4. Laticrete SpectraLOCK Pro Premium Mini Parts A&B, 2lb (0.9 kg)- With a customer rating of 4.2, this sanded grout comes in two pounds, comes in grey, and also has an epoxy base. You can find this grout for $33 per unit.
  5. Custom PMG165QT 1-Quart Simple Premium Grout- With a rating of 3.6, this premixed sanded grout comes in 32 fluid ounces, and comes in a grey style. You can find the grout for $20 per unit. Source

Tips On Installing Grout:

This is taken directly from a home improvement page on how you can easily install grout on your surfaces.

1. Use Grout Boost or Grout Once

These are liquid products that mix with your grout instead of water so that you don’t also have to seal the grout. Follow the instructions on the package to prepare your grout (usually involves mixing, waiting, and mixing again.)

Then apply the grout as usual. Then you don’t have to spray your grout with a grout sealer afterward.

2. Work in small sections at a time.

This is not the time to apply all of the grout at once and remove the extra after you are done putting in all the grout. You have to apply small sections (4′ x 4′) of the grout. Then go back to remove the excess grout on that same section right away.

Don’t wait too long or the grout will become dry and difficult to remove from the surface of the tile. As you’ll see below, I wiped off the grout with a damp sponge while the other area on the left was drying. It helps to move relatively fast so your grout doesn’t dry too quickly.

3. Check for holes or bubbles in the grout

It’s important to check for air holes or bubbles in the grout. Any spaces between the tile would allow water to penetrate and get behind the tiles. A good way to check for bubbles or holes is to take a flashlight and hold it flat against the wall. Look for any dark spots in the grout. This will signify a hole where grout is missing. If you see a hole, use your finger to patch it with grout and follow the usual drying times to remove the excess grout.

4. Wipe the extra grout with a sponge

Although you wipe off excess grout with a grout float (at a 45-degree angle), you want to lay your sponge flat on the surface of the walls or floor. Keeping your sponge flat helps to clean off extra grout. This is especially true of irregular surfaces like pebble tiles, or smaller tiles where there is more grout per area.

Use a damp sponge to wipe and rinse it often. Change the water in your bucket often.  This will result in less haze on your tiles and a cleaner finish.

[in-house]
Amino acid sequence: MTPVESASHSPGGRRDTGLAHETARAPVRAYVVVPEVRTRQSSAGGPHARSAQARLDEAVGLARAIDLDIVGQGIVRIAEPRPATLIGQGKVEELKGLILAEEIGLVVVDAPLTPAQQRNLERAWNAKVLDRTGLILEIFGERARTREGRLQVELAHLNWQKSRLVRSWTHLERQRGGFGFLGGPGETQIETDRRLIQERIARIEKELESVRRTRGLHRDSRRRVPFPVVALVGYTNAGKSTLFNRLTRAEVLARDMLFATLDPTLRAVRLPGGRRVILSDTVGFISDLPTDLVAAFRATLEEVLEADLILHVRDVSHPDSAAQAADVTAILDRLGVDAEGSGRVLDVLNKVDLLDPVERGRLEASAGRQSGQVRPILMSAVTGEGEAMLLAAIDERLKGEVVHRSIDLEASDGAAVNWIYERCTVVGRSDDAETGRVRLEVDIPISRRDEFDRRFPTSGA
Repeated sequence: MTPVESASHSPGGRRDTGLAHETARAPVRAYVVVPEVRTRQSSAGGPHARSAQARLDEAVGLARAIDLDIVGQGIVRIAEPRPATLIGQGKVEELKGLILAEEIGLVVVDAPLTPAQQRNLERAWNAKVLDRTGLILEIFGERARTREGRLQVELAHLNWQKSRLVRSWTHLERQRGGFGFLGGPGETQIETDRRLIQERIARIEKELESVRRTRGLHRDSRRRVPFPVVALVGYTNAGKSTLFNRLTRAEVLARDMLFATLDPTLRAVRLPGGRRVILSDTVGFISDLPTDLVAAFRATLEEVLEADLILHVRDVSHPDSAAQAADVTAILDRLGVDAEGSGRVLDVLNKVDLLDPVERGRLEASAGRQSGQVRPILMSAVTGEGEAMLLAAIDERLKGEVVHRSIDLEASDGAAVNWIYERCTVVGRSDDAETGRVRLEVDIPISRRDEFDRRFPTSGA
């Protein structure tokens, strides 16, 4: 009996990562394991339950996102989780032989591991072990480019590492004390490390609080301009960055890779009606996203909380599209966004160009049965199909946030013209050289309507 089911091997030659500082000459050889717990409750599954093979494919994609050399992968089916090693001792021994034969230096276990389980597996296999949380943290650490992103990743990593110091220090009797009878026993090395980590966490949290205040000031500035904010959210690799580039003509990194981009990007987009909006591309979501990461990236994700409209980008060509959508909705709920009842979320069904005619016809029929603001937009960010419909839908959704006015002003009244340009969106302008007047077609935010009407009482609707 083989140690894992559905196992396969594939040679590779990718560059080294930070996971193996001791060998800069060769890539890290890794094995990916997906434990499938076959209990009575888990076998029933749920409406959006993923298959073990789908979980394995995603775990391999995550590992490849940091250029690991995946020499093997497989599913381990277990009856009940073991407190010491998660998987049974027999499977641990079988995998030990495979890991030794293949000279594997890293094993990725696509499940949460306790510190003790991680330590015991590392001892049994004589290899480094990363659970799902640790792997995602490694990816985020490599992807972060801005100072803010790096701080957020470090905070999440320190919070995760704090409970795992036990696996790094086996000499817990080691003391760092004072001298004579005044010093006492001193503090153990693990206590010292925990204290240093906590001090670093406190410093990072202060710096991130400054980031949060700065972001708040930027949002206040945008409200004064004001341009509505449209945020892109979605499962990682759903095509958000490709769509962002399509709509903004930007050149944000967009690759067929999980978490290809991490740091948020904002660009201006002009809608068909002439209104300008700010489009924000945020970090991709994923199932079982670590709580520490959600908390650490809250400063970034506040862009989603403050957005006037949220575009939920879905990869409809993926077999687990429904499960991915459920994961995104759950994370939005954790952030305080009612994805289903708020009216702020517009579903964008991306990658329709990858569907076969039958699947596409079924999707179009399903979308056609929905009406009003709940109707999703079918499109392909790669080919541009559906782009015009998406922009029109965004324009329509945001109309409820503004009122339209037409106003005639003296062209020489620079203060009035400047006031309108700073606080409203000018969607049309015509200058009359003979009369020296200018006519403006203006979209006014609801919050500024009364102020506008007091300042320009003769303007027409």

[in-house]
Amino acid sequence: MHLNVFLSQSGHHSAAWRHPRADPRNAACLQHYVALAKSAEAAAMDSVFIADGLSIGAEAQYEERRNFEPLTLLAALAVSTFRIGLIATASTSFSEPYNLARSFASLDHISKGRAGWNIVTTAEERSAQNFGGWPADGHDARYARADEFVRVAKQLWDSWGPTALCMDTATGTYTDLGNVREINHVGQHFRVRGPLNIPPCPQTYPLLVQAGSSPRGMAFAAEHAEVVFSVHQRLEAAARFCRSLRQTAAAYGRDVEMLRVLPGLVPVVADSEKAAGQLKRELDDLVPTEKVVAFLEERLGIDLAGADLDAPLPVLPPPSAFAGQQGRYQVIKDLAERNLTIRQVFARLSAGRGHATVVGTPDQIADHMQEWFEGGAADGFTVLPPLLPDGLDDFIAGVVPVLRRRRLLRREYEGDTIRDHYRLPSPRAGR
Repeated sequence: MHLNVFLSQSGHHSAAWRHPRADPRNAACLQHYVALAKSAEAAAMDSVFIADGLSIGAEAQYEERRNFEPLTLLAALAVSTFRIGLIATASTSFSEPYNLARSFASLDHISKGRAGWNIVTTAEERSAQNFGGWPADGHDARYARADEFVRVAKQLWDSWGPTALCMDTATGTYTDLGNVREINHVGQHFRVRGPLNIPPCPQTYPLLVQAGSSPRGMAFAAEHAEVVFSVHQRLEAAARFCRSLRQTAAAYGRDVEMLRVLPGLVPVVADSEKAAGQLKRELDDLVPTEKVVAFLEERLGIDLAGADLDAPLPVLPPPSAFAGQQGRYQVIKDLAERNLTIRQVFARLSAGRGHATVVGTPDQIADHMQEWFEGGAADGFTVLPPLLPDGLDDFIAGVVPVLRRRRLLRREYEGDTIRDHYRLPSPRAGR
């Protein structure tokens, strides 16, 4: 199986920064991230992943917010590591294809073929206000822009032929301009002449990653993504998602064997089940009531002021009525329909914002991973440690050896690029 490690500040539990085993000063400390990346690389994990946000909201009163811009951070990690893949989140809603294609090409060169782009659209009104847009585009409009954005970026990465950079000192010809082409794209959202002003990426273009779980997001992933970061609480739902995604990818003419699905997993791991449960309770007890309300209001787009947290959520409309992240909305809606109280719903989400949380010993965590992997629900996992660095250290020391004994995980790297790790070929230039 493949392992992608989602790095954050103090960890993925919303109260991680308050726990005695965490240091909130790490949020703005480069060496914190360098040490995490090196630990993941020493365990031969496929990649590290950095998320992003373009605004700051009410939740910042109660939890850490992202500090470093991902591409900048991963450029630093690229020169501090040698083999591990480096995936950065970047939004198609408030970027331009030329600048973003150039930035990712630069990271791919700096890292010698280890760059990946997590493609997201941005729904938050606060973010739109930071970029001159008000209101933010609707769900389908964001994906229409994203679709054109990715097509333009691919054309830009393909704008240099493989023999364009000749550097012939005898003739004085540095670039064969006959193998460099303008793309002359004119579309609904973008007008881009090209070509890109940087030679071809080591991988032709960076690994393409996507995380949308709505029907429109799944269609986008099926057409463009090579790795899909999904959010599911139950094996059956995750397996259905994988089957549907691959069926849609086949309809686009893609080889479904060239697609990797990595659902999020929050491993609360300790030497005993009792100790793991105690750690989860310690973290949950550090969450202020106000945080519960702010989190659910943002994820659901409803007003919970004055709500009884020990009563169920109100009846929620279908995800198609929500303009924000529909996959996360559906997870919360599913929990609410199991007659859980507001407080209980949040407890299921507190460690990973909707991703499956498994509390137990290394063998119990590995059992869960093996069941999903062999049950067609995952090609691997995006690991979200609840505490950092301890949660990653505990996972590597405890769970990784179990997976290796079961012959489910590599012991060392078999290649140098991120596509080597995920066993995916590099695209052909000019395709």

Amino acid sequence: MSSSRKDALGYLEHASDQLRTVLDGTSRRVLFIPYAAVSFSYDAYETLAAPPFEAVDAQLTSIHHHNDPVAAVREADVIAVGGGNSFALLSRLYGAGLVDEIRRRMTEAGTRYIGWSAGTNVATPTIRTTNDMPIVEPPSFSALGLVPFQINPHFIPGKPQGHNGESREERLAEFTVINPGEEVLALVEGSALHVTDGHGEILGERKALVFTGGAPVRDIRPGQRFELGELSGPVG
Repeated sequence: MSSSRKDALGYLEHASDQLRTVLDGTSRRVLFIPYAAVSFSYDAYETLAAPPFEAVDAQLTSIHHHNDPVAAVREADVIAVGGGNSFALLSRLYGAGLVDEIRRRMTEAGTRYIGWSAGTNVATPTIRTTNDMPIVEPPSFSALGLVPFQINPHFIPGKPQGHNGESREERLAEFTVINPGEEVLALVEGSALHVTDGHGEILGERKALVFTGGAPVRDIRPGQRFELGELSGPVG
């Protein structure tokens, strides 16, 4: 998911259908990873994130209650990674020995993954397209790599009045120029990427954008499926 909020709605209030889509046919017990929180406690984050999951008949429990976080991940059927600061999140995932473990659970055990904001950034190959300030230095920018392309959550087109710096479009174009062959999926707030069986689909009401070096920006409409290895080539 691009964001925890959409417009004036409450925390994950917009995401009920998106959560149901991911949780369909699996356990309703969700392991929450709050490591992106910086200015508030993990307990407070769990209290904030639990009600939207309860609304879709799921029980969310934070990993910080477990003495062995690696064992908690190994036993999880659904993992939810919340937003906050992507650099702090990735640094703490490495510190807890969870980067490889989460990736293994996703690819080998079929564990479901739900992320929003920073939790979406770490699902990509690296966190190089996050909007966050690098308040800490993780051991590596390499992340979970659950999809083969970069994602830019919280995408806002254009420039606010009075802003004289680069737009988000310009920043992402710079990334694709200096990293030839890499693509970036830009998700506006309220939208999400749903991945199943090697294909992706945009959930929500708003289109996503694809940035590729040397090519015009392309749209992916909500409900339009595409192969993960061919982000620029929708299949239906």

5. Caulk in the corners and at the edges with caulk the same color as your grout

Colored caulk can be found at the home improvement store in the tile products aisle. It seals the edges of your shower where the wall meets the floor and blends right into the grout color. See how to use a caulk gun here.” Source

6. Check the absorption of the tile.

Many ceramic wall tiles are highly absorptive and will need additional care. One way to check if your tiles need a bit more help is to pour a few drops of water onto the back of the tile and see how fast it’s absorbed. If the water sinks in the tile in less than 30 seconds, you have a highly absorptive tile and should take extra precautions (through using more grout, taking more time allowing paint/grout to set, etc.). Source

7. Mix toward the high end of the water range

It is best to mix the grout with slightly more water, without going over the instructions listed within the manufacturer’s recommendations. Mixing in a little bit more water within the grout can help the tiles last longer on the material by allowing air to circulate through the adhesive, without wrecking the mix. Source

8. Dampen the tiles before you use adhesive on the surface.

“The use of water is an important part of the entire installation process. Before grouting, use a clean sponge with potable water to dampen the substrate throughout the tile installation. Next, dampen the edges of the tiles with a light water spray bottle.

Finally, be sure to cover the entire installation with breathable kraft paper for 72 hours. This protects the grout from environmental contaminants, plus it helps control the rate of moisture leaving the grout and ensures that it cures to a consistent color.” Source

Ricky Kesler

With all of the projects I've done over the years, you'd think that I work on my house full-time. But I actually enjoy other things like spending time outdoors and time with my family.